#Trump DC hotel dispute with House Democrats lands at Supreme Court
Trump DC hotel dispute with House Democrats lands at Supreme Court
The Supreme Court is poised to decide if it will take up a case on whether Democratic lawmakers should be able to obtain documents related to former President Trump’s former D.C. hotel — a popular meeting place for GOP power-players during his administration that was a few blocks from the White House.
The Democratic lawmakers filed the lawsuit in 2017 after asking the General Services Administration (GSA) to produce various financial records related to Trump’s hotel in the Old Post Office Pavilion, which is owned by the federal government.
The lawmakers have accused the former president of hiding a significant amount of debt during the GSA’s initial bidding process for the hotel. They have also raised concerns about how Trump managed potential conflicts of interest while he served as president, including doing business with foreign governments who stayed at the hotel at the same time they were seeking to influence U.S. foreign policy. Trump has denied any wrongdoing.
Supreme Court justices discussed the request at a closed-door conference on Friday. If the court makes a decision about whether it will take up the case, it will be announced Monday, but it wouldn’t be heard until next term. Four of the nine justices must agree to take up the case. Three of the majority-conservative justices now sitting on the bench are Trump nominees.
At stake is whether the case could open presidential administration’s up to more scrutiny by Congress, even by a political party that is not in power.
Several lawmakers who kicked off the lawsuit have since left Congress or died and the Trump Organization eventually sold the lease following his presidency.
While the case has made its way through lower courts – the last of which decided the case could move forward and Democrats could continue to seek their GSA records – it is an appeal by the Biden administration’s Department of Justice that has brought it before the Supreme Court.
Biden’s DOJ has asserted the lower court’s ruling should be reviewed because it would otherwise open up the executive branch to a flood of lawsuits from a small number of lawmakers.
In essence, the case could create a precedent in which an administration could face much greater scrutiny from a political party in Congress whether or not that party controls the chamber. The lawsuit was filed by Democrats on the House Oversight and Government Reform Committee when they served in the minority during the first year of the Trump administration.
“That decision conflicts with this Court’s precedents and contradicts historical practice stretching to the beginning of the Republic,” DOJ wrote in court filings. “The decision also resolves exceptionally important questions of constitutional law and threatens serious harm to all three branches of the federal government.”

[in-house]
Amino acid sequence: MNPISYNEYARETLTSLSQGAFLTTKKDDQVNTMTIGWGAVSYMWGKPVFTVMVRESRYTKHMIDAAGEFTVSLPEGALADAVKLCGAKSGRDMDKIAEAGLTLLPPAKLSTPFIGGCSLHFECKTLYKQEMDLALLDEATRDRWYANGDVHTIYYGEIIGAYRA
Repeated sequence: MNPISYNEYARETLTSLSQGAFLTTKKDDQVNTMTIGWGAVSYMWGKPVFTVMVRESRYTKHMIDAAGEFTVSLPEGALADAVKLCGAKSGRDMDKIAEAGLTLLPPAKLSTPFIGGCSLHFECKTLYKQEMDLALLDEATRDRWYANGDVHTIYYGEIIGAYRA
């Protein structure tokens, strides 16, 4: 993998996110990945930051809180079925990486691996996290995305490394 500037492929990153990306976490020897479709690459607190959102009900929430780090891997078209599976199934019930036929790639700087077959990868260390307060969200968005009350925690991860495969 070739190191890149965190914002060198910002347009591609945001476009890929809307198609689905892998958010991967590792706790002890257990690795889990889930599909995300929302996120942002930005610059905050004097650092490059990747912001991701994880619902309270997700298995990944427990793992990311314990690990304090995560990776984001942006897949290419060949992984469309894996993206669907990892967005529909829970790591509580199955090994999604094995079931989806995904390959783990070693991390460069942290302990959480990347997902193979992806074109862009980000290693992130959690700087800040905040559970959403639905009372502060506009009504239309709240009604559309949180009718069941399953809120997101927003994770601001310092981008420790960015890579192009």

DOJ cites, among other precedents, a 1997 Supreme Court case that found lawmakers generally “cannot claim harm suffered solely in their official capacities as legislators.”
The House Democrats’ attorneys responded by arguing the facts of those cases differ from the hotel document dispute, and Congress has authority to provide lawmakers an enforceable right to information.
“This case is a legal unicorn. There is no conflict among the circuits over standing under Section 2954. Indeed, only three times over the course of nearly a century have Members sued to enforce Section 2954, and neither of the earlier cases resulted in an appellate ruling on standing (or anything else),” they wrote in court filings.
The Biden administration has since drawn rare opposition from Democratic lawmakers, who want the justices to leave the ruling in place so their suit can proceed.
The Supreme Court receives thousands of petitions each year and rejects the vast majority of them. As one factor in their deliberations, the justices look for cases that present important questions of federal law.
Monday also marks the first day of the high court’s March argument session, which kicks off with an oral argument over whether the federal government has a duty to address the Navajo Nation Reservation’s water needs under two 19th-century treaties.
In the two-week session, the justices will also hear arguments on cases about patents, immigration, criminal defense and two trademark disputes.
One of those disputes is a case that is likely to bring a lighter atmosphere to the courtroom. The justices on Wednesday will consider whether a company violated trademarks owned by Jack Daniel’s by spoofing their whisky bottles in a poop-themed dog toy.
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